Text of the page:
…with the smile of a man whose team is in first place.
My worries of yesterday afternoon aside, I was not, in fact, bitter on Opening Night. And it wasn’t just the happy absence of Wainwright/Beltran footage, or the way the Mets played crisp, clean baseball while the World Champions did not. Though both those things helped, of course.
It was the way baseball settled itself into my life (and Emily’s) like an old friend, making itself and us comfortable. From Ball 1 delivered by Chris Carpenter to Jose Reyes, spring training and its frustrations were gone. This was baseball under the bright lights, with a seriousness of purpose that let you know immediately that you weren’t in Florida anymore. Even the annoyances were familiar: The 2007 season was exactly four pitches old when Joe Morgan was invited to make fun of stats. But whatever: In June such utterances will drive me to beat my fists on the couch, but on Opening Night they were comfortingly familiar.
Extrapolating the season from one game is, of course, ridiculous: Paul Lo Duca’s flirtation with 500 RBIs will lead us to a 162-0 campaign! But Glavine looked like Glavine (his location wasn’t great, but he knows how to work around that by now); I admired Joe Smith’s first-night guts if not his first-night results (he threw strikes, the rest will come); Beltran made a whale of a throw to erase David Eckstein; and Jose Valentin’s fist pump after he and Reyes bailed out Heilman, Smith and Pedro Feliciano had to be the picture of the evening.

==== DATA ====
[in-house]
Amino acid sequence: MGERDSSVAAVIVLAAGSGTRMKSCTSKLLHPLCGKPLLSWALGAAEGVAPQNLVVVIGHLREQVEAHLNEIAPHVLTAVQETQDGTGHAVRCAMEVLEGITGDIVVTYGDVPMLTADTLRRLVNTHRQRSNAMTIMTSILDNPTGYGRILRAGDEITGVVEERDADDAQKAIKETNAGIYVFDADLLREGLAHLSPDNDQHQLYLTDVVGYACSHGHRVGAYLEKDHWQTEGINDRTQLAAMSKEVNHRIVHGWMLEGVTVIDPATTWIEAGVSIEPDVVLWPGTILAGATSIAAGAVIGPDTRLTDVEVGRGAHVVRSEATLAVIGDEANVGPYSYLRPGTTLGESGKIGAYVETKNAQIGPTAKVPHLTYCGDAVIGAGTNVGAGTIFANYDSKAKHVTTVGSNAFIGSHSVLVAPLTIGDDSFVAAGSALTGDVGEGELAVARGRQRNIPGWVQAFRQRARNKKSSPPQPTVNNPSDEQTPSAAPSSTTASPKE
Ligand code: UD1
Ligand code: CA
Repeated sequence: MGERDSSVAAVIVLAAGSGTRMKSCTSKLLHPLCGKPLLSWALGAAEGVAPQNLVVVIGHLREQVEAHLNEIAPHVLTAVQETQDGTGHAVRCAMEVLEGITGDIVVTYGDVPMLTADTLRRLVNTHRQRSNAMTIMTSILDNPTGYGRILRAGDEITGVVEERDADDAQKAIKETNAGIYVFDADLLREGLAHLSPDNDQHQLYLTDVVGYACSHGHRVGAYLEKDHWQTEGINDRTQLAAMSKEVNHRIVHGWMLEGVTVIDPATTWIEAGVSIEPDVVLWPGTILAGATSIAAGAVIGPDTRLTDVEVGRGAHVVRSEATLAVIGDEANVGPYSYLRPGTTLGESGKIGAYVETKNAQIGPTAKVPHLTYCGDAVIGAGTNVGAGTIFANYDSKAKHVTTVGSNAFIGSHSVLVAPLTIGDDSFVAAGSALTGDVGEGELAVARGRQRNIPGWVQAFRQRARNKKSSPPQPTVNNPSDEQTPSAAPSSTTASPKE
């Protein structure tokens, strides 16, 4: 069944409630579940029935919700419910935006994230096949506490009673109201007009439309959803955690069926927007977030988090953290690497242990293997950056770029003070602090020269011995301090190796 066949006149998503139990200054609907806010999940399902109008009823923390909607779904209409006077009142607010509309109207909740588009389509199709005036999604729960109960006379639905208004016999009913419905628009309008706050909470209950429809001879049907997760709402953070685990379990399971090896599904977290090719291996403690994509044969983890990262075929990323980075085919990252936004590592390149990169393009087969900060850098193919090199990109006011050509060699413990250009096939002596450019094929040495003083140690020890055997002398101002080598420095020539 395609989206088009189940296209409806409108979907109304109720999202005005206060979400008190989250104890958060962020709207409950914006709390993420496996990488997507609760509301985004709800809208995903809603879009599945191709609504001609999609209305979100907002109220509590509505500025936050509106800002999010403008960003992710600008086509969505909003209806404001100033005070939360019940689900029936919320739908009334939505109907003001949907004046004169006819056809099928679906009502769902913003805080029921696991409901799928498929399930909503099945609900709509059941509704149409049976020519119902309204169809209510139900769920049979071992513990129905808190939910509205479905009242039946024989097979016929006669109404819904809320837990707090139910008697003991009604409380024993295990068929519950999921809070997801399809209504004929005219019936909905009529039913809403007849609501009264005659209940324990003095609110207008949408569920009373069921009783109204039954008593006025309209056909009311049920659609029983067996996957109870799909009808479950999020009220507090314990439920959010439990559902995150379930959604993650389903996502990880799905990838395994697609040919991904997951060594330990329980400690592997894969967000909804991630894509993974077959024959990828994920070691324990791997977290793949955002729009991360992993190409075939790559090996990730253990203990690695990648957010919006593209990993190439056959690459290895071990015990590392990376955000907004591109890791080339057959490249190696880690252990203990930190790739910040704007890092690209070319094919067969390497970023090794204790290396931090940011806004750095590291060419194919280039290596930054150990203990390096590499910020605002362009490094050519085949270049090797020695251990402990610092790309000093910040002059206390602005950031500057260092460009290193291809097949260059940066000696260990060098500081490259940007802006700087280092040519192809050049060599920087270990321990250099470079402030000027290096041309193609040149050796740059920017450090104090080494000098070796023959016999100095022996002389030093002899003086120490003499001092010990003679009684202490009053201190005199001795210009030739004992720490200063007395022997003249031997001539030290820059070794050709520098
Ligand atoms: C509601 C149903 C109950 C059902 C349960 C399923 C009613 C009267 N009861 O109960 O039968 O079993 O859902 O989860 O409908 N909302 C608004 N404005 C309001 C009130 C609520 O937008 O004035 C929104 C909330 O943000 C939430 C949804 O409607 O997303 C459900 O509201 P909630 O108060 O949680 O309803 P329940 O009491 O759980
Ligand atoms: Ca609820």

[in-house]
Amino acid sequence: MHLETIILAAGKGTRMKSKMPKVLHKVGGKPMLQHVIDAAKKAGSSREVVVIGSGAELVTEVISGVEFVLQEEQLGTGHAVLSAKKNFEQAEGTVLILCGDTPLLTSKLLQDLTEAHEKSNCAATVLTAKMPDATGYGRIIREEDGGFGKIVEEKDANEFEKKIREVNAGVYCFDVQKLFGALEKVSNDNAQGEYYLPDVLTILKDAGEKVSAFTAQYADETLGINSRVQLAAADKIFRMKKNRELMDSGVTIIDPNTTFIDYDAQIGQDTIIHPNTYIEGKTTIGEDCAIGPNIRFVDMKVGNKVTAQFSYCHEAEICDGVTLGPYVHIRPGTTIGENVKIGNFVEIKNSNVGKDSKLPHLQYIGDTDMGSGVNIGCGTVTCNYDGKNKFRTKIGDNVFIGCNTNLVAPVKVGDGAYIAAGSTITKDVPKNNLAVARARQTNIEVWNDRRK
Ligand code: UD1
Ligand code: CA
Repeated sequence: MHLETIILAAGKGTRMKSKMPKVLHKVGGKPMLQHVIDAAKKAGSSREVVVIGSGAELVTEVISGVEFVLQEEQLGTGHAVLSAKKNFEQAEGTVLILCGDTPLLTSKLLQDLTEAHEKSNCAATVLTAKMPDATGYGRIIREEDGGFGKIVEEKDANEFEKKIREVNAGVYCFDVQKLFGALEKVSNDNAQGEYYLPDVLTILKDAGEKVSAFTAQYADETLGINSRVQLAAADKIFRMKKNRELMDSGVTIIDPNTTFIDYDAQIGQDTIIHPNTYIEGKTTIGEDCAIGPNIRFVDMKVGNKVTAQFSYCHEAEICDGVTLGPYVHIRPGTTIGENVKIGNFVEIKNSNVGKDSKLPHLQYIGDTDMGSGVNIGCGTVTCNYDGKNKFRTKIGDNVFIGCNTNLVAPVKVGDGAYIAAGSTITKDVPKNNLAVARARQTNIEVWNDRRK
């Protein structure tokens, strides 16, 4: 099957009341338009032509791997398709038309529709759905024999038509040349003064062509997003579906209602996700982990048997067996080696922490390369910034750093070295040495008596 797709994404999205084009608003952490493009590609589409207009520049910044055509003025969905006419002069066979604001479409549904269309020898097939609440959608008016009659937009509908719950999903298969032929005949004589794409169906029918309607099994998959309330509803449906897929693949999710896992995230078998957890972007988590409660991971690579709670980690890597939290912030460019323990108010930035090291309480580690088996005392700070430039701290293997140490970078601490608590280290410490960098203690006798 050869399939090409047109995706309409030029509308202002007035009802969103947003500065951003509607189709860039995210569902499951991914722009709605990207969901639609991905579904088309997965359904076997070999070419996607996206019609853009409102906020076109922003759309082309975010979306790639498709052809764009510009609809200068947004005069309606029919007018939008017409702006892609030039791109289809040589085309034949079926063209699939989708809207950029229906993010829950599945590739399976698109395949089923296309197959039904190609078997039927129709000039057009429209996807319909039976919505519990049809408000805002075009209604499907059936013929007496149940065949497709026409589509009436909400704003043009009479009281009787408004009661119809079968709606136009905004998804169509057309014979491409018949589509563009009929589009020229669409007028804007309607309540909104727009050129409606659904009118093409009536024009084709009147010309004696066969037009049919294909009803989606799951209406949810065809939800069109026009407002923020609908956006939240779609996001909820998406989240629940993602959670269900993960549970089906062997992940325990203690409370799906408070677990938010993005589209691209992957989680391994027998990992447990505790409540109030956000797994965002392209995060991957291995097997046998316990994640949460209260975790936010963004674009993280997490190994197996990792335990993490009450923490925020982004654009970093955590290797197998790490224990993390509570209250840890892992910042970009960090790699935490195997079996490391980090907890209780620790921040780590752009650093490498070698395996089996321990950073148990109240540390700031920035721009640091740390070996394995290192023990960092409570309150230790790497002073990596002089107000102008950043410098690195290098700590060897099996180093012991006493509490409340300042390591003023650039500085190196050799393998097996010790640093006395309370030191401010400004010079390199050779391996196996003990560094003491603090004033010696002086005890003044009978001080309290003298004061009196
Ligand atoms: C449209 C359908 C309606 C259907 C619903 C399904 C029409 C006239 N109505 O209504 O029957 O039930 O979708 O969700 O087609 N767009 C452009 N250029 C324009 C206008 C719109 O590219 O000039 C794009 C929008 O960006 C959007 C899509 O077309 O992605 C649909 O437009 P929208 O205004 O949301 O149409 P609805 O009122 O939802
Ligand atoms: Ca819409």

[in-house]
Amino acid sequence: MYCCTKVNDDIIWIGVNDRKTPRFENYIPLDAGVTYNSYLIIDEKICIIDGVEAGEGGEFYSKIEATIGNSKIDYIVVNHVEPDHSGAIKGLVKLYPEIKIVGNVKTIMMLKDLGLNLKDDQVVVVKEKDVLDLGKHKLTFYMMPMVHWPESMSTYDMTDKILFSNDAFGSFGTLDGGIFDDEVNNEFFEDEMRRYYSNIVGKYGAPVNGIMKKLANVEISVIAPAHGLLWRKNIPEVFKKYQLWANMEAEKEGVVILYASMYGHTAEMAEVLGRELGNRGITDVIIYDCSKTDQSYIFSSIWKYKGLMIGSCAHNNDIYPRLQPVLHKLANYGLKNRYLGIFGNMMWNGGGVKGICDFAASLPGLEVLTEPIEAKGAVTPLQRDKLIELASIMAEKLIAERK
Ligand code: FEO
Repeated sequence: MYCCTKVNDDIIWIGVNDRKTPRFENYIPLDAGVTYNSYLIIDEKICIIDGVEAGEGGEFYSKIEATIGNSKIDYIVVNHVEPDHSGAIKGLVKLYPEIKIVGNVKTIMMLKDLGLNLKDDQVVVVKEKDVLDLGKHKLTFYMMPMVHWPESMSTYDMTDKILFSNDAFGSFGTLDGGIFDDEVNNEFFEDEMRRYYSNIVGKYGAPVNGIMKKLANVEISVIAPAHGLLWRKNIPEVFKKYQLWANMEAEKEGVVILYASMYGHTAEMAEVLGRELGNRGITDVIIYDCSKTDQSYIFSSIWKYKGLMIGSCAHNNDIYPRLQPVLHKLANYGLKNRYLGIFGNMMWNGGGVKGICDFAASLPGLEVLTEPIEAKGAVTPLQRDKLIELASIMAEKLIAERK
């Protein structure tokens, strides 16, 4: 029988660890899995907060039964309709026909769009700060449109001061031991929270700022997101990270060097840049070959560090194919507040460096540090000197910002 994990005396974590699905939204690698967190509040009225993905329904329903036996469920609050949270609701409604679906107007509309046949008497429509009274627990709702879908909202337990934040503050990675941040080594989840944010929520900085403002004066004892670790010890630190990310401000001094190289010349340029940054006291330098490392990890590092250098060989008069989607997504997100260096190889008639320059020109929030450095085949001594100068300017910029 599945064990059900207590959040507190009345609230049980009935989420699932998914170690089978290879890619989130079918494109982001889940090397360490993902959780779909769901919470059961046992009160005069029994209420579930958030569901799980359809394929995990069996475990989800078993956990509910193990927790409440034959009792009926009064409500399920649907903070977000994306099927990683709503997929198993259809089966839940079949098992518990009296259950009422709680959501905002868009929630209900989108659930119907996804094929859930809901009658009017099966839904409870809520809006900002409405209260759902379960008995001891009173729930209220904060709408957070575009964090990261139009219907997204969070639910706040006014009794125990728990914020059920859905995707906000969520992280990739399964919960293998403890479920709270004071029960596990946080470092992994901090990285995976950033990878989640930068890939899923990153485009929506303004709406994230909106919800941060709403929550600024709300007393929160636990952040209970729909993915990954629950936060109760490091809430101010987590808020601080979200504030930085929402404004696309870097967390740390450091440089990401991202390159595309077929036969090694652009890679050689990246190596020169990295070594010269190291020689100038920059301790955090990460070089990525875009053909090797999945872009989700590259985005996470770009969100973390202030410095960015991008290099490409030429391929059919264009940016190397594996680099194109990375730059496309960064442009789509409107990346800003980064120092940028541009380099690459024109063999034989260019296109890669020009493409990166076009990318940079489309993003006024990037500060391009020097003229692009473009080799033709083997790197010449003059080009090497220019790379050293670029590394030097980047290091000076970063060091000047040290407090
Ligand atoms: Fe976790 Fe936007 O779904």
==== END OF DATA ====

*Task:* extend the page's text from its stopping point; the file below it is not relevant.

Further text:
Granted, it’s easier to look good when your opponent looks lousy: So Taguchi made two more bad plays than I’ve ever seen him make, including that pratfall on Delgado’s double that made him look like the Anti-Endy; Carpenter got the bunt down on a suicide-squeeze attempt but still managed to get Kennedy erased on the play (not so easy to do); and on the mound Carpenter was lousy and clearly knew it, squinting at YFM with the look of a man approaching a roundabout at the end of a four-hour drive with the tank on E and the kids screaming and hitting each other in the back. You knew it really wasn’t St. Louis’s night when Moises Alou, nicely described by the Sun’s Tim Marchand as having “the range of a box turtle,” made a tumbling grab. Still, I was horrified to see Alou out there in the ninth. Maybe for each batter we could rotate Endy and whatever bad corner outfielder is still in the game, the way Davey Johnson yo-yo’ed Orosco and McDowell between the mound and the outfield all those years ago in Cincinnati?
My one stab at bitterness came when Beltran came to the plate for the first time: After the first pitch from Carpenter, I yelled “that’s the second straight called strike he’s taken!” Emily told me to shut up, but I wasn’t remotely serious. I was already having too good a time.